The smoke from all those wildfires in Oregon, Washington and Idaho had to go somewhere. All it took was a change in wind direction and the smoke came pouring down the Columbia River Gorge into Western Oregon. Portland smelled like a gigantic smoldering charcoal. In just hours, the smoke flowed all the way down to Rogue Farms in Independence, casting a pinkish hue over the hopyard. The last thing we wanted was for our pickers to get sickened by the heat and smoke, so we suspended the harvest for the rest of day. Not even our Brewery, Distillery and Cooperage in Newport was spared. The next morning our fellow Rogues on the Oregon Coast woke up to a beautiful, but eerie sunrise.
Despite the unusual summer of heat, fires and smoke — in the end it all worked out just fine. Our hops did well and we’re expecting a bigger harvest than last year. The heat and drought brought down the yields of our malting barley, but we knew we were getting a smaller crop anyway. Last year’s harvest was our biggest ever and would’ve been hard to repeat even in the best of conditions. As if to remind us that everything was going to be okay, Maier showed up one day and began sniffing around the farm. He was there to pick out the hops he wanted to use to brew this year’s batch of Wet Hop Ale.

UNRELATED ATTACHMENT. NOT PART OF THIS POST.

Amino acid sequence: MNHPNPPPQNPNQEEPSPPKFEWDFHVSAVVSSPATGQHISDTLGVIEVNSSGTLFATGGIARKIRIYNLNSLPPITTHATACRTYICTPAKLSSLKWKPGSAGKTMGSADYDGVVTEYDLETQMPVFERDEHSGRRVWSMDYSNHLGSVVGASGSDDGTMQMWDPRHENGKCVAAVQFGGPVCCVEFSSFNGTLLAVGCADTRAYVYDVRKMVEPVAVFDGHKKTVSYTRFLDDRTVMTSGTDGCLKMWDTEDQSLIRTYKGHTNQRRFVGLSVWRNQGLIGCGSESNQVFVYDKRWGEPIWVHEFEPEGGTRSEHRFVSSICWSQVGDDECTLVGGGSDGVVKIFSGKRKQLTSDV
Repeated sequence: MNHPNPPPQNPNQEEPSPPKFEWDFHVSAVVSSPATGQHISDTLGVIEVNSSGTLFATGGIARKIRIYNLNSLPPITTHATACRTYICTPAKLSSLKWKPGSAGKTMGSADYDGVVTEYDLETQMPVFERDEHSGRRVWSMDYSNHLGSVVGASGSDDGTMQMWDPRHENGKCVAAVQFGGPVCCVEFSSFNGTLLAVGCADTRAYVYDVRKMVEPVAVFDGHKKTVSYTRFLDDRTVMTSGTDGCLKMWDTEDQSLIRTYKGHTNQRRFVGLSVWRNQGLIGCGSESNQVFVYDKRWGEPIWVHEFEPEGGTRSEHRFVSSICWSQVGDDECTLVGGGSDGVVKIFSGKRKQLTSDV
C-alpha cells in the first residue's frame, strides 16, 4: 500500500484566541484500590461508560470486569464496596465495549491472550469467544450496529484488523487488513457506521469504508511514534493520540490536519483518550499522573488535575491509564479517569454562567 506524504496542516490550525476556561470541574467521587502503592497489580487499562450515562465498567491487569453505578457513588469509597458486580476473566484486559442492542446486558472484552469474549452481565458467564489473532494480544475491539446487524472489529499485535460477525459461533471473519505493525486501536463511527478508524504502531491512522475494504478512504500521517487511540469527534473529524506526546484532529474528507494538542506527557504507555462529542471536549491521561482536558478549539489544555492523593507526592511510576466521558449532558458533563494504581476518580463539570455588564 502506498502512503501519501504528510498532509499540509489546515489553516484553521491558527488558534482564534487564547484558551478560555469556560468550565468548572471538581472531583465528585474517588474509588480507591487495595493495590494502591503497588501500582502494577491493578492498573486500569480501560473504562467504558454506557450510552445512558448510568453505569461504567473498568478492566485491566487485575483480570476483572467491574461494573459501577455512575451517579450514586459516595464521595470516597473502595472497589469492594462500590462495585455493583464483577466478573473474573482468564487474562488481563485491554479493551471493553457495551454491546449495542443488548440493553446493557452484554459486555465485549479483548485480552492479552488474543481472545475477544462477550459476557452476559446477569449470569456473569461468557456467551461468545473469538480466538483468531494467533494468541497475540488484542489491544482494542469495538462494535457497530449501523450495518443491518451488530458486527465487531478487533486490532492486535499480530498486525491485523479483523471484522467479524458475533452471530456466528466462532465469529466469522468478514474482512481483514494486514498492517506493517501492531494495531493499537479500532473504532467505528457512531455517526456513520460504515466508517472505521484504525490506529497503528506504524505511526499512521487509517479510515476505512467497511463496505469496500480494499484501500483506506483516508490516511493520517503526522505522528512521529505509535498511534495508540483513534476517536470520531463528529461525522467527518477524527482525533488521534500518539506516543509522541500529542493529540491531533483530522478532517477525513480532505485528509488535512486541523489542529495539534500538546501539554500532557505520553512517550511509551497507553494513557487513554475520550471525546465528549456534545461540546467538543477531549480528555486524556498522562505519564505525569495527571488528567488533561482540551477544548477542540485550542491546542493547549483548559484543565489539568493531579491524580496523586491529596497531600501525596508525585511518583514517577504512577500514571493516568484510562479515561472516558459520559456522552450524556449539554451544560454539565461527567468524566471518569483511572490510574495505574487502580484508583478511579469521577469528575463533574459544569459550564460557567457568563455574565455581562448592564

When the Yaquina hops he wanted came in from the hop yard, we set aside 999 pounds of fresh cones just for him.
The 2015 batch of Rogue Farms Wet Hop Ale is particularly important to us and to Maier. It’s his 19,000th brew since joining Rogue Ales and Spirits 27 years ago. We wanted to make it special for him, and he wanted to make it special for all the craft beer fans who walk through the doors of Rogue Meeting Halls.
That’s what it’s all about for us at Rogue Farms. Facing the risks that come with farming and growing your own ingredients is not the easiest nor the cheapest way of doing things. But it is the Revolutionary way. It’s why we’re dedicated to growing world class beers, spirits, ciders and sodas from ground to glass.